USR Wednesdays: Slasher Films

It’s Halloween season, time for a look at this classic genre for role playing. There are many ways to mix horror and gaming — fantasy has plenty of horror-themed beasts, and no game is complete without a nod toward H.P. Lovecraft’s creations. But today we’re going back to the 80s and beyond.
Slasher films feature a supernatural creature attacking a bunch of nobodies. Think “Nightmare On Elm Street” and “Friday The 13th.” This is not about setting the mood for a look into the darkness of the human soul; this is about teenagers having sex and showers of blood!
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Time to roll for initiative: good luck. (image: New Line)
It’s a perfect genre for a game like USR, because statistics are less important in a narrative game. No one in the setting can go toe-to-toe with Freddy or Jason; they’re much too powerful. Instead, the protagonists have to out-think or at least out-run their enemy. You could have a game where players are the monsters themselves, but that’s really just a superhero game (without the “hero”), and it’s not what we’re going for here. This idea was inspired by the Slasher Flick RPG.
In a slasher film game, each player creates three characters, using the standard Domino Writing-style USR rules (though without assigning equipment or spending Combat Gear points). Specialisms in this game should lean heavily toward stereotypes, like Cheerleader, Jock, Redneck, Naive, and Rebellious.
You can determine Narrative Points and Hit Points for the characters, but they probably won’t use them. And don’t forget to create a slasher — make sure it’s got a signature weapon (a clawed glove, a chainsaw) and a gimmick (attacks in dreams, possesses the body of a doll).
When the slasher is ready to start its rampage, roll a die to decide which of the characters is the first victim. If there’s three players, that’s nine characters; roll a d10 to decide which one is first. Other characters may be in the scene, but the current victim gets the spotlight.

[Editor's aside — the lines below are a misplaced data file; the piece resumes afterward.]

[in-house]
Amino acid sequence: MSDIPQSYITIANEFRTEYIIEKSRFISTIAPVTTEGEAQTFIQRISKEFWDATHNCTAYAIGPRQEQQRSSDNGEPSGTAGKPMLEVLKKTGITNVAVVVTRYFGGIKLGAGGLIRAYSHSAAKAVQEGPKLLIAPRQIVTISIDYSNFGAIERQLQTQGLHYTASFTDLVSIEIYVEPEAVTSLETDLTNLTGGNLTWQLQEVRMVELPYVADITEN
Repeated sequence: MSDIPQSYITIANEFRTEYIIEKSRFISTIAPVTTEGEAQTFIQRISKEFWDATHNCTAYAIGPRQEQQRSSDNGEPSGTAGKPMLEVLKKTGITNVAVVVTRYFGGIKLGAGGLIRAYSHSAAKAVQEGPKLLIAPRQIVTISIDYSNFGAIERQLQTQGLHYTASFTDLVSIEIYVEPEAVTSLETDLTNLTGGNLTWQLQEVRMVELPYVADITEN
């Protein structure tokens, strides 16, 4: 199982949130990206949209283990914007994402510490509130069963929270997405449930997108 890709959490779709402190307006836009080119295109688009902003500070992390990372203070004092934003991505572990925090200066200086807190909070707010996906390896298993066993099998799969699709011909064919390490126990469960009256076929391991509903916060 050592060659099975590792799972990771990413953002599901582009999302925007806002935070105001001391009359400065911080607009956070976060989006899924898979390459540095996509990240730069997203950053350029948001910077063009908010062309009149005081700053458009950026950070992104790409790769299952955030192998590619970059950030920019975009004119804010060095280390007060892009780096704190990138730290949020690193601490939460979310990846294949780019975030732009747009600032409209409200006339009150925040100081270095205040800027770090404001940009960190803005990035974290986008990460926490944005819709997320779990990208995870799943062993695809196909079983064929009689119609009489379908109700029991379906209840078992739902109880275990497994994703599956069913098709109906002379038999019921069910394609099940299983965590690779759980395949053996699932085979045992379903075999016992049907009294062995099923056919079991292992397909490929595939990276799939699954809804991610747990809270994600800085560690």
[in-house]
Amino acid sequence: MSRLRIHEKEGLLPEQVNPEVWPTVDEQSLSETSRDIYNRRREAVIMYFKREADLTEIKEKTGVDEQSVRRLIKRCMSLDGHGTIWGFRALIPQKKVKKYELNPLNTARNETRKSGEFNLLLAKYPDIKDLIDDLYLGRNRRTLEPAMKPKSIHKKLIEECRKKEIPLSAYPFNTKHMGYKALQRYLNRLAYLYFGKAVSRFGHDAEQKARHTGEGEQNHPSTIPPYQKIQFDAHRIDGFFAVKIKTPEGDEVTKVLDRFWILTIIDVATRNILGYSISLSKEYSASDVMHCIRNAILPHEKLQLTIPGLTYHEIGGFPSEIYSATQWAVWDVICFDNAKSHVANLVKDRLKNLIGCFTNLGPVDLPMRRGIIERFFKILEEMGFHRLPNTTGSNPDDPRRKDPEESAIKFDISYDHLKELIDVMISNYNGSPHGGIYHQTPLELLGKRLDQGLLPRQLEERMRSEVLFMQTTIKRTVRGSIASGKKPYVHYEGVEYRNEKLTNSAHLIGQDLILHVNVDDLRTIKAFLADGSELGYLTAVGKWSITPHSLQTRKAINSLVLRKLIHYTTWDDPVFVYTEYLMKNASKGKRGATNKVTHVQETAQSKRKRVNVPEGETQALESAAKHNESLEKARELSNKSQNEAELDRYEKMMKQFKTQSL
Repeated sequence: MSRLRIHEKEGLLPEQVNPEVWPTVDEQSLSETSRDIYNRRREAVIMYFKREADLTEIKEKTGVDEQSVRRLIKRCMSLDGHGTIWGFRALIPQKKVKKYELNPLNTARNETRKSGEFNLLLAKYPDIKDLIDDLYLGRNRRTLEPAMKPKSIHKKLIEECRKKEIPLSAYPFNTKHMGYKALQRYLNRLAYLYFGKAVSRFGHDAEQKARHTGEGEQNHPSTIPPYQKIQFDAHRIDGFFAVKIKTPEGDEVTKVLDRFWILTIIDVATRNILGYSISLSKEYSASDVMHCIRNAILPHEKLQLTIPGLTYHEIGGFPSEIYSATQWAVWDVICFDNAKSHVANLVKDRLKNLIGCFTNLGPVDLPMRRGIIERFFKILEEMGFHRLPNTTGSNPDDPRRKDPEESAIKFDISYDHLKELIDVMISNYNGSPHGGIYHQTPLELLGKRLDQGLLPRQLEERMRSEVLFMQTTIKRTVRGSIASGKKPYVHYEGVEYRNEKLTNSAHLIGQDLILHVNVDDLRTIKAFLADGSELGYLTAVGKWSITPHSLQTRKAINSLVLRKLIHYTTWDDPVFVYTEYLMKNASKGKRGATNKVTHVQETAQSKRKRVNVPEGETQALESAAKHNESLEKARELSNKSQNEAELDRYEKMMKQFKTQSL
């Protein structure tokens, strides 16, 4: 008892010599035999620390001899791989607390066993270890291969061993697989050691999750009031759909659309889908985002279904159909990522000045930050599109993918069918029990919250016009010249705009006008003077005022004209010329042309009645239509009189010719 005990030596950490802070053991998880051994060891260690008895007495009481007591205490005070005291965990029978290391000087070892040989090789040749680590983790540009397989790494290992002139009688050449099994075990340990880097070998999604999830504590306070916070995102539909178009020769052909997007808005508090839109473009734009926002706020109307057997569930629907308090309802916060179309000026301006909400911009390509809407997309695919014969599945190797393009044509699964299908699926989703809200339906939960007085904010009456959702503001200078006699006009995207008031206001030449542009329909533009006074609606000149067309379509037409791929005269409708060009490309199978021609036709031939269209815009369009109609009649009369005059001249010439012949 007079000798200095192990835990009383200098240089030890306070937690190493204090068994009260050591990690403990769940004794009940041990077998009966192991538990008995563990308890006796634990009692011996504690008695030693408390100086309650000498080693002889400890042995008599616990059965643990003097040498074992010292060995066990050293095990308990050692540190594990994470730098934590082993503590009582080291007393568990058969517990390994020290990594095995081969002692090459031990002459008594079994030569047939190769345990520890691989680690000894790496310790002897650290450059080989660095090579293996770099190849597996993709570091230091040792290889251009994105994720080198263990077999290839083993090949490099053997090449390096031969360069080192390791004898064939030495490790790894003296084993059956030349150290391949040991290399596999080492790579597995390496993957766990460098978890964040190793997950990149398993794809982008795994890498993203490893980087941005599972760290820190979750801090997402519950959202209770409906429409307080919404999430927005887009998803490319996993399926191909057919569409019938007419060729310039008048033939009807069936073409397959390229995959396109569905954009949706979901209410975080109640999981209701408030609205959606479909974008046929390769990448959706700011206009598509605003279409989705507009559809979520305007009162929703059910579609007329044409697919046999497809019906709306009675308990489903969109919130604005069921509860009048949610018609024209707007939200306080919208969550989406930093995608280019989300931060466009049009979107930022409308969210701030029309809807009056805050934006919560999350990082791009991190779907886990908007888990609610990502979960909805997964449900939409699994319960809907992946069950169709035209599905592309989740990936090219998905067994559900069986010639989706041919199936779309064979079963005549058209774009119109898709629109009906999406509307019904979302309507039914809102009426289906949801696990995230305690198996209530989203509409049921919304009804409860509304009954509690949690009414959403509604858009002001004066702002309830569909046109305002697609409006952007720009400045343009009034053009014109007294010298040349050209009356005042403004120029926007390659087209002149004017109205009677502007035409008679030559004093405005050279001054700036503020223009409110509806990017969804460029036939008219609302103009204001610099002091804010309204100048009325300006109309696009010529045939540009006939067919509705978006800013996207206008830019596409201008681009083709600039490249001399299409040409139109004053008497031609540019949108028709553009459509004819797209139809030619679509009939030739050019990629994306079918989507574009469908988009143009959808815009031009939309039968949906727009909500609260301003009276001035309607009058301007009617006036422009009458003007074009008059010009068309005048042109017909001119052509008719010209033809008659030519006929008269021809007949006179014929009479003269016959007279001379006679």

Create a scenario for that victim: what they’re doing before the slasher shows up and what they do to escape or fight back. The scenario should have three die rolls built into it. Here’s a few examples.
  • Run away from the slasher (Action)
  • Build a trap from stuff around the campsite (Mind)
  • Try to explain the horror that’s just up ahead to the gullible county sheriff (Ego)
  • Grab a farm implement and start swinging it at the slasher (Action)
  • Summon magical powers you only have in your wildest fantasies to attack the slasher (Mind)
  • Talk the slasher out of fighting back (Ego)

Tell a story with those dice rolls mixed in. It’s a “best two out of three” situation: if the character succeeds at two or three of the rolls, he or she survives… for now. After each character has told his or her own little story, count up the number of survivors. If more than half are alive at the end, the players win, but that’s the end of that horror movie franchise — fans are there for the clever kills, after all. If half the survivors, or fewer, remain, the slasher joins the fraternity with Michael Myers and Ghostface.

What does your slasher look like?

USR Wednesdays: Star Wars Part I — Classes

Now that we’ve looked at a lot of the basics to help expand your USR games, from Specialisms to vehicles and monsters, let’s turn to settings. And if the sales charts from ICv2 are anything to consider, the most popular genre after medieval fantasy is “Star Wars.”
For Domino Writing-style USR, “Star Wars” consists of the classic trilogy (“A New Hope,” “The Empire Strikes Back,” and “Return Of The Jedi”). The prequels and sequels have new ideas to offer the “Star Wars” universe but nothing as indelible as the original films. I won’t be writing much about them, though I’m looking forward to someone providing stats for Qui-Gon Jinn and Kylo Ren.

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Everyone in this picture, too. In a few weeks there will be stats for one of them. (image: sonsofcorax.wordpress.com)